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Dorian Gray (2009)

Forever Young. Forever Cursed.

Rating: 6/10

Running Time: 112 minutes

UK Certificate: 15

Handsome young country boy Dorian Gray (Barnes) makes a flippant remark along of the lines of “Wouldn’t it be lovely if I was young forever?” and lo-and-behold, from that moment on, he can never grow old. Instead, a portrait of him painted by his infatuated friend, Basil (Chaplin), inherits his signs of aging and his soul. Dorian strikes up a close friendship with the cynical, unscrupulous Lord Henry Wotton (Firth) and they sink into debauched cocktail of kinky sex, drink and drugs. As Dorian commits each dirty deed, the painting mirrors his rotting soul and he then tires of the constant hedonism.

The film is based on the controversial novel by Oscar Wilde that publicised homosexuality and promiscuity to a shocked Victorian audience. The film, on the whole, is quite faithful to the book and presents a quite workmanlike, un-Hollywoodised style. The main tick in the box is that the book revolves around drug-fuelled orgies and the film adaptation certainly follows suit. Now, I’m fan of the odd sex romp in a film but how many do you need before it has comprensively illustrated the point that he likes sex? Other little chagrins being a few character additions, like Emily (Hall) and an under explored Grandson-Grandad abuse sideline. Also, probably due to budget constraints, Dorian’s twenty or so years of travels – where his soul darkens immeasurably – are skirted over in the form of a few letters to Henry, so instead the whole film takes place in a strangely minimalist CGI environment.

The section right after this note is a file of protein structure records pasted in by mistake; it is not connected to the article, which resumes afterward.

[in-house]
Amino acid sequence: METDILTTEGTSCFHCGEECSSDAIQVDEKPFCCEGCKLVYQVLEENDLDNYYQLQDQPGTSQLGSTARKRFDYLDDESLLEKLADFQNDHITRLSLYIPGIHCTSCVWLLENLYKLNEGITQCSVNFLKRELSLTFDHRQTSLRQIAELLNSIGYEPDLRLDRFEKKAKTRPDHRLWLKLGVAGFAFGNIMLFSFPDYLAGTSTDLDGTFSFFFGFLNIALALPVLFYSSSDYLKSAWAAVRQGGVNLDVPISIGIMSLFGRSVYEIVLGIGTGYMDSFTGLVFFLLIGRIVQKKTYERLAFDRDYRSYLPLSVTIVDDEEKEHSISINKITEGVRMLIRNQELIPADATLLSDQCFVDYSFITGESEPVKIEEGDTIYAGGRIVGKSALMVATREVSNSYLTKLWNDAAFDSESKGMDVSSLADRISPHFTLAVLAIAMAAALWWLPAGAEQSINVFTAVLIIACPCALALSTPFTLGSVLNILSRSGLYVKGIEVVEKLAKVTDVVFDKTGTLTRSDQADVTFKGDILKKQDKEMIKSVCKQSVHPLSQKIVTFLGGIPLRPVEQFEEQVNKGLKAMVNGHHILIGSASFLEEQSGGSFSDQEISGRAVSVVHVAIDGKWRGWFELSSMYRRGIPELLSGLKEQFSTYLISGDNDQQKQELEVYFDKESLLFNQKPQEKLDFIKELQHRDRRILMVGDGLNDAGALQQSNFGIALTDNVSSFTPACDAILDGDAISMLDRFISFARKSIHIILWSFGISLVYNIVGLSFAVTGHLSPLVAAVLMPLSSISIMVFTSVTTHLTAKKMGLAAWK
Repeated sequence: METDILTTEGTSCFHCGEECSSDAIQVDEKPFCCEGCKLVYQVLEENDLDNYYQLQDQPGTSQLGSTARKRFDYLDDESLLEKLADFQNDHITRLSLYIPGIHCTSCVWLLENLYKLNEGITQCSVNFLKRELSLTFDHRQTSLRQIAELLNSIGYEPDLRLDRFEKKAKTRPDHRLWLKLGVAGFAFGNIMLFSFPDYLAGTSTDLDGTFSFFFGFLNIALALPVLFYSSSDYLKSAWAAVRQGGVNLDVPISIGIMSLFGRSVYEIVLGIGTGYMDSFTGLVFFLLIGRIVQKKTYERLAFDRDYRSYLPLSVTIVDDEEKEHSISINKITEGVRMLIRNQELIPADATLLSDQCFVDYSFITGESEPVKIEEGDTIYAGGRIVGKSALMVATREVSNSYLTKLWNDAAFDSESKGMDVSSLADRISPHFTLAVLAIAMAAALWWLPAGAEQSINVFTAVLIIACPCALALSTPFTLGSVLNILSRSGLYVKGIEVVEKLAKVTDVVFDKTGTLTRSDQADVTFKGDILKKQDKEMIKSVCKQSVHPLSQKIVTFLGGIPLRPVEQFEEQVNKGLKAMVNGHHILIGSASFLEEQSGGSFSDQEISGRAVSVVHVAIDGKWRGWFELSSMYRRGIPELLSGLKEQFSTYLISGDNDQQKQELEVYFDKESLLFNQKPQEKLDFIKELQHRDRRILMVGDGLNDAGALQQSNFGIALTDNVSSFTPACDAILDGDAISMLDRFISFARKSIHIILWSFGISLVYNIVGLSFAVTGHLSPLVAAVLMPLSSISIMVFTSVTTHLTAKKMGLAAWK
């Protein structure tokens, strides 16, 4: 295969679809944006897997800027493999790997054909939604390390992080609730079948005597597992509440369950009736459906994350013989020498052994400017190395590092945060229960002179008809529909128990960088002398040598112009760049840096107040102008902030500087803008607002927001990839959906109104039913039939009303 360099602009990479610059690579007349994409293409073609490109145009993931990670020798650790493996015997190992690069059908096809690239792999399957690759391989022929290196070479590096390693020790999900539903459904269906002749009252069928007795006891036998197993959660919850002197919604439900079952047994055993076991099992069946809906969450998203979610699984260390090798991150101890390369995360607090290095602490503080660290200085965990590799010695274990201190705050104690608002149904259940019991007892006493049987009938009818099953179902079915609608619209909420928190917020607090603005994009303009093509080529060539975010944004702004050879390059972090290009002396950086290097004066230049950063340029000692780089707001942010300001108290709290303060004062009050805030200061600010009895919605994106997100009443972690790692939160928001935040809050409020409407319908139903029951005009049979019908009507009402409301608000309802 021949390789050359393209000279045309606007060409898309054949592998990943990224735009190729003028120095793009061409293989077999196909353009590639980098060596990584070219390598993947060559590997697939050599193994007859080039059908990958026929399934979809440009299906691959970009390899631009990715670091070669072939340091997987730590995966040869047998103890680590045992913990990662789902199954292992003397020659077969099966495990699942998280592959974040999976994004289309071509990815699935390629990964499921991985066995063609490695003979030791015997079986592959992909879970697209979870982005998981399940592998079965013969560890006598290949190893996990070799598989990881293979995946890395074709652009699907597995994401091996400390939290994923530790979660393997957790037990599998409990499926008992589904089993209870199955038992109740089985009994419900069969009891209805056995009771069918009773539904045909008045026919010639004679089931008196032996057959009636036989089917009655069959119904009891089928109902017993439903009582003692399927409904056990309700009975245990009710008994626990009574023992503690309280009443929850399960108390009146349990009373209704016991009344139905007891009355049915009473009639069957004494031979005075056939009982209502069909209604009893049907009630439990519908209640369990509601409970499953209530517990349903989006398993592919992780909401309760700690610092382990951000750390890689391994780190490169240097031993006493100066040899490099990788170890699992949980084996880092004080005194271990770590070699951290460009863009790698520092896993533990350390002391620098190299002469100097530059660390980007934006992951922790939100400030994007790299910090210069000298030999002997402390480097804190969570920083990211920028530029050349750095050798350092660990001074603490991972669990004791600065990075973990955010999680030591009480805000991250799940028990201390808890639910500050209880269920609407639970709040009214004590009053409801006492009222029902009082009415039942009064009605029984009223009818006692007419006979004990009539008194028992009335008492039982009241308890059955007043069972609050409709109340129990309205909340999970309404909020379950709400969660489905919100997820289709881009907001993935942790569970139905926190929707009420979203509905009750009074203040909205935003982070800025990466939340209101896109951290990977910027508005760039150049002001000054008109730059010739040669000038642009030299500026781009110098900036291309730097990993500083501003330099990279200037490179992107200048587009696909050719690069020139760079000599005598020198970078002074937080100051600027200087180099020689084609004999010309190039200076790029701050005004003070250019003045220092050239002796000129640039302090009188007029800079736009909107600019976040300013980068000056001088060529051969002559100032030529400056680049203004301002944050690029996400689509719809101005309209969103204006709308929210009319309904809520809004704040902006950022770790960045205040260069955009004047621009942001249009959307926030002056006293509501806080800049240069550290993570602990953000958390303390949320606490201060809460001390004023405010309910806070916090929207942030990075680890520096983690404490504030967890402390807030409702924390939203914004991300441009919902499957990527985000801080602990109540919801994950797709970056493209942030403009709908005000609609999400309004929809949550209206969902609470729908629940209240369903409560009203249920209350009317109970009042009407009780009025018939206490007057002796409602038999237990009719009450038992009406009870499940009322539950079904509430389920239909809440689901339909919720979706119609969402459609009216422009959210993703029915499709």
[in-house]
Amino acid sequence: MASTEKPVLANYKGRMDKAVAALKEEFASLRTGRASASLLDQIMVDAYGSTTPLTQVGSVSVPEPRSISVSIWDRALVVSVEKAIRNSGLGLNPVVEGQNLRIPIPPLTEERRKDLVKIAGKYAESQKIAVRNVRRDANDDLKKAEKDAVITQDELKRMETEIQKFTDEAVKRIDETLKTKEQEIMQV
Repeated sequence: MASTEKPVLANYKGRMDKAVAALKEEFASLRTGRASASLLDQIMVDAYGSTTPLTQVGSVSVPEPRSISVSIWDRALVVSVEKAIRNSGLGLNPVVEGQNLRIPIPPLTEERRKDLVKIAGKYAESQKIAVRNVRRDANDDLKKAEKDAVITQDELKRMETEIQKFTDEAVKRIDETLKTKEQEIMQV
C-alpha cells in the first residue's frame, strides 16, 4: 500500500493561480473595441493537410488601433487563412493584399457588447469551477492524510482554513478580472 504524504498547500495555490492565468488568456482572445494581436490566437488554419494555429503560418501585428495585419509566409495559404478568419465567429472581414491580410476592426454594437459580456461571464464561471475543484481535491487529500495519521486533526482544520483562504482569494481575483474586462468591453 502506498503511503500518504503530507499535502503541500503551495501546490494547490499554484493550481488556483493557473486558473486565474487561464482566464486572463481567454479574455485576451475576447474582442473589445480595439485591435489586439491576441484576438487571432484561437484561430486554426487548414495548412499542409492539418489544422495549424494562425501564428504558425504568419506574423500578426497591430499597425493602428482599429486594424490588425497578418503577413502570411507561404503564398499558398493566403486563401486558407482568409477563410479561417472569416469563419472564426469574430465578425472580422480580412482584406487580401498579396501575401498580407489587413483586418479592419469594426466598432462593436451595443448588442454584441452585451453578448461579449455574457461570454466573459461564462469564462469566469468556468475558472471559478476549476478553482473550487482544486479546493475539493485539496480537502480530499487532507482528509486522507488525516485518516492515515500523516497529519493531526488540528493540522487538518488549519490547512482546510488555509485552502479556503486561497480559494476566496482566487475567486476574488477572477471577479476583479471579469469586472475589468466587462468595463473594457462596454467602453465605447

In terms of acting, Colin Firth – by some act of God not being in a rom-com – is excellent as the dastardly Henry and Ben Barnes is indeed very handsome, with his button chin and floppy hair (it’s no use, I have to admit it). He can act a little too. Unfortunately, Rachel Hurd-Wood is cringingly wooden in portraying Sybil – Dorian’s swiftly despatched love interest.

It's Got: Some good performances, an interesting premise

It Needs: Deeper thrills and chills, More soul


Dorian Gray has it’s redeeming features but it all seems a bit underwhelming – more of a BBC2 period drama deemed too hot for TV.